Anything you’d like to know about rebels and their talent? I’ve studied them across a wide range of contexts, so I may have an answer for you.
Q: What led you to research rebels?
For many years, I studied rule-breaking in the moral sphere: people who cheat, steal, and lie. I explored why this happens and what can be done to prevent it. In time, I began to notice a different side of rule-breaking—nonconformists who drive positive change. These people didn’t lie or cheat; instead, their genuine spirit of rebellion encouraged creative ideas and innovation.
I have a vivid memory of where and when constructive rule-breaking became my next writing project. I was browsing the shelves at a Cambridge bookstore when I saw a book that was larger than usual, with a cover merlot in color. The title? “Never Trust a Skinny Italian Chef.” Being Italian, I was intrigued. As I flipped through the pages, it became clear that this was not your typical recipe book. There were pictures of beautiful dishes—who could resist The Crunchy Part of the Lasagna?—but they did not resemble any of the traditional meals I had grown up with.
“Never Trust” told the story of Chef Massimo Bottura, a master of traditional recipes whose even greater talent involved transforming these dishes into something new. His 3-Michelin-star restaurant was considered one of the best in the world. What may have appeared a risky move, rebelling against beloved recipes shared across generations, had made him a star.
Q: What is the book about?
We think about rebels the wrong way. The book is about rule-breaking as a constructive rather than destructive force. Rebels challenge the status quo in ways that drive positive change.
The world is becoming more uncertain, our problems more complex. The rebel, undaunted by novel situations and ideas, adapts to change as a matter of course.
Q: What value do rebels bring to teams and organizations?
We seem to have a fixed idea of rebels in the business world. People like Apple visionary Steve Jobs come to mind. These rebels, the stories go, are creative, but also difficult to work with—control freaks who create chaos, people you’d rather not have as a boss or an employee.
We need to shift our thinking. To be a rebel does not mean to be an outcast or a troublemaker. Effective rebels are people who break rules in ways that are positive and productive.
When Greg Dyke arrived at the BBC in early 2000, he found a troubled organization that needed reform. To signal the type of change he wanted to see, the new general director distributed yellow cards resembling the penalty cards soccer referees hold up when they’re warning a player. If a staff member saw someone trying to block a good idea, he or she should wave the yellow card in the air and speak up, Dyke told his team. He wanted employees to use the cards to “cut the crap and make it happen.”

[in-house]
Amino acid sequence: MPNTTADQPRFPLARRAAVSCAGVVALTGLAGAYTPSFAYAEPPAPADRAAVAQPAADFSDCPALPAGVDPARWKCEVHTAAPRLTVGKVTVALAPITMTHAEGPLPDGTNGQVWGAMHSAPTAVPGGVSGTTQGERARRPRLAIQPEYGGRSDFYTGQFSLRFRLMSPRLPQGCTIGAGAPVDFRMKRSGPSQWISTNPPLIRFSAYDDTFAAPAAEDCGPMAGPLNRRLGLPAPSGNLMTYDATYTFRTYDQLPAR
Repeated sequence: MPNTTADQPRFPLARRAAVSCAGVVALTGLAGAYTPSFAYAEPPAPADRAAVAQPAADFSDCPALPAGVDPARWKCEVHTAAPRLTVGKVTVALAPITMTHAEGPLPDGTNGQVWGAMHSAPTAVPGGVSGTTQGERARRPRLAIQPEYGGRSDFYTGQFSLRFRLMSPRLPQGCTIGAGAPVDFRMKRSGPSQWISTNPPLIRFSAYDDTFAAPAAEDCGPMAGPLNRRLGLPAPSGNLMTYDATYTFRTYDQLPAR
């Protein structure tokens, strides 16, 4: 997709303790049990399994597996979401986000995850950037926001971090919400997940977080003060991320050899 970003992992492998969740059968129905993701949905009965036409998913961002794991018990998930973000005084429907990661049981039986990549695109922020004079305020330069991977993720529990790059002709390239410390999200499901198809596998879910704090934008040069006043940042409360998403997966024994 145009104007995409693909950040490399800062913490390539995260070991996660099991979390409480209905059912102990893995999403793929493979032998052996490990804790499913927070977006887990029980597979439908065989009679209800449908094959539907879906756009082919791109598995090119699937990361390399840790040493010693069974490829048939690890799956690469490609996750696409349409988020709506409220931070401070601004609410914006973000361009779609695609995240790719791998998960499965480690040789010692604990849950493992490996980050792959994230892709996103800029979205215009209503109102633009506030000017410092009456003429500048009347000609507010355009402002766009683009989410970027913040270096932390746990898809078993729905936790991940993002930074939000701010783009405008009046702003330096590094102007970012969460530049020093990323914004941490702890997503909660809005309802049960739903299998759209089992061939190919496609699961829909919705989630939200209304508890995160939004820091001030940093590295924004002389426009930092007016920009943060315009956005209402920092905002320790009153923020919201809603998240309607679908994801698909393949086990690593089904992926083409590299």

Rebels inspire, and teach, through action, and organizations have much to gain by rewarding the example they set. Encouraging the right kind of rule-breaking is what today’s leaders need to do to help their organizations adapt.
Q: Being a rebel is not only important at work, but also outside of work. Why?
We all need more rebelliousness in our lives. When we rebel, we find more enjoyment in work, play, and interactions with others. One problem is that most of us don’t know how to break the rules in productive ways.
I began my study of constructive rebellion by focusing on rule-breaking in the workplace. But breaking the rules, as I discovered, enriches every aspect of our lives. For me, living like a rebel is a matter of trying little things—red sneakers in formal settings, for example—as well as a broader commitment to exploring ways of being in the world that may at first feel wrong, possibly even destructive.
The experience inspired me to create guidelines on how to live like a rebel for a week. (Signup for a free membership below to access.) Most of us are not born rebels. But if you’re like me, after trying the rebel life, you won’t want to go back.
Are you interested in joining the rebel tribe? Signing up is easy and free, and will give you access to extra resources that you may find helpful.
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